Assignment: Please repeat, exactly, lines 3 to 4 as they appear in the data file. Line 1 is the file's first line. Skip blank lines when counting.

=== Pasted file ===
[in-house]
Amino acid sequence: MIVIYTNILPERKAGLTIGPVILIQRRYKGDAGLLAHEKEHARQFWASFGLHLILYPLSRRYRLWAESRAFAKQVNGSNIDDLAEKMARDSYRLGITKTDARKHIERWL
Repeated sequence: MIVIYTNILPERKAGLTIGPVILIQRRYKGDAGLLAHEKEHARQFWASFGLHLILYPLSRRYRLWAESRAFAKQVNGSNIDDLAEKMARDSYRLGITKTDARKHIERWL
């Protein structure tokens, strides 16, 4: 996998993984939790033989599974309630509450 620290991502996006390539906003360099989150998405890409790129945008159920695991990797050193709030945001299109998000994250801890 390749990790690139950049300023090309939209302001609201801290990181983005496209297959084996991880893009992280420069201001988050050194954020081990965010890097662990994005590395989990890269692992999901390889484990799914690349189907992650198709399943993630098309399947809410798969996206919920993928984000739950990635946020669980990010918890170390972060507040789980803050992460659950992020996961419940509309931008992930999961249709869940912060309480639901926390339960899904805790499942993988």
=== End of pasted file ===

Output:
Repeated sequence: MIVIYTNILPERKAGLTIGPVILIQRRYKGDAGLLAHEKEHARQFWASFGLHLILYPLSRRYRLWAESRAFAKQVNGSNIDDLAEKMARDSYRLGITKTDARKHIERWL
């Protein structure tokens, strides 16, 4: 996998993984939790033989599974309630509450 620290991502996006390539906003360099989150998405890409790129945008159920695991990797050193709030945001299109998000994250801890 390749990790690139950049300023090309939209302001609201801290990181983005496209297959084996991880893009992280420069201001988050050194954020081990965010890097662990994005590395989990890269692992999901390889484990799914690349189907992650198709399943993630098309399947809410798969996206919920993928984000739950990635946020669980990010918890170390972060507040789980803050992460659950992020996961419940509309931008992930999961249709869940912060309480639901926390339960899904805790499942993988």